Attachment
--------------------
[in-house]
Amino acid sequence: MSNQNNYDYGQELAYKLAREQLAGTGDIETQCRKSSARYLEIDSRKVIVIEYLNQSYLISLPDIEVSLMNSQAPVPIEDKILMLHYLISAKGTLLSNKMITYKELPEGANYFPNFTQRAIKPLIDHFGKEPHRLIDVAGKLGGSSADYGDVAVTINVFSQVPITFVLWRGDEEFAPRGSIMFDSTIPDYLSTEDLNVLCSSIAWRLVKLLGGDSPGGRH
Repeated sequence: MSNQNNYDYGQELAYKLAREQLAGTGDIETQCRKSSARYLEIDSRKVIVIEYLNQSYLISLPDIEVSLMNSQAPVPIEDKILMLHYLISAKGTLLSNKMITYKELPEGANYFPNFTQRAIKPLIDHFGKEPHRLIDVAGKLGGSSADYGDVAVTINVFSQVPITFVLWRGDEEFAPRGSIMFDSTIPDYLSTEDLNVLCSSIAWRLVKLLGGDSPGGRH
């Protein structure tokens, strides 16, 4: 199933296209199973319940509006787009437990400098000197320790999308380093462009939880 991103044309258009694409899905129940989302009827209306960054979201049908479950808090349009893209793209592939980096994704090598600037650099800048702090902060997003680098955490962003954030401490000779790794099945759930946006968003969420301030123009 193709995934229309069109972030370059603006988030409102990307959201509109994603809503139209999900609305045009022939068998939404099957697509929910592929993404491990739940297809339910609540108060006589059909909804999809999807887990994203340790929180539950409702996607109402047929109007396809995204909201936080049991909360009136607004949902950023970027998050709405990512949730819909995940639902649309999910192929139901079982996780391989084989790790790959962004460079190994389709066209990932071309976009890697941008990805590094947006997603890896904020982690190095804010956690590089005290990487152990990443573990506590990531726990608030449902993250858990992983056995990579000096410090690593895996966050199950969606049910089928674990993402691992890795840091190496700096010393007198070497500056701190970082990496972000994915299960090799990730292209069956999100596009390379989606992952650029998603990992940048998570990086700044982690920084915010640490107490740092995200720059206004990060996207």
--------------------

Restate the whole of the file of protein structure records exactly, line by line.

[in-house]
Amino acid sequence: MSNQNNYDYGQELAYKLAREQLAGTGDIETQCRKSSARYLEIDSRKVIVIEYLNQSYLISLPDIEVSLMNSQAPVPIEDKILMLHYLISAKGTLLSNKMITYKELPEGANYFPNFTQRAIKPLIDHFGKEPHRLIDVAGKLGGSSADYGDVAVTINVFSQVPITFVLWRGDEEFAPRGSIMFDSTIPDYLSTEDLNVLCSSIAWRLVKLLGGDSPGGRH
Repeated sequence: MSNQNNYDYGQELAYKLAREQLAGTGDIETQCRKSSARYLEIDSRKVIVIEYLNQSYLISLPDIEVSLMNSQAPVPIEDKILMLHYLISAKGTLLSNKMITYKELPEGANYFPNFTQRAIKPLIDHFGKEPHRLIDVAGKLGGSSADYGDVAVTINVFSQVPITFVLWRGDEEFAPRGSIMFDSTIPDYLSTEDLNVLCSSIAWRLVKLLGGDSPGGRH
């Protein structure tokens, strides 16, 4: 199933296209199973319940509006787009437990400098000197320790999308380093462009939880 991103044309258009694409899905129940989302009827209306960054979201049908479950808090349009893209793209592939980096994704090598600037650099800048702090902060997003680098955490962003954030401490000779790794099945759930946006968003969420301030123009 193709995934229309069109972030370059603006988030409102990307959201509109994603809503139209999900609305045009022939068998939404099957697509929910592929993404491990739940297809339910609540108060006589059909909804999809999807887990994203340790929180539950409702996607109402047929109007396809995204909201936080049991909360009136607004949902950023970027998050709405990512949730819909995940639902649309999910192929139901079982996780391989084989790790790959962004460079190994389709066209990932071309976009890697941008990805590094947006997603890896904020982690190095804010956690590089005290990487152990990443573990506590990531726990608030449902993250858990992983056995990579000096410090690593895996966050199950969606049910089928674990993402691992890795840091190496700096010393007198070497500056701190970082990496972000994915299960090799990730292209069956999100596009390379989606992952650029998603990992940048998570990086700044982690920084915010640490107490740092995200720059206004990060996207």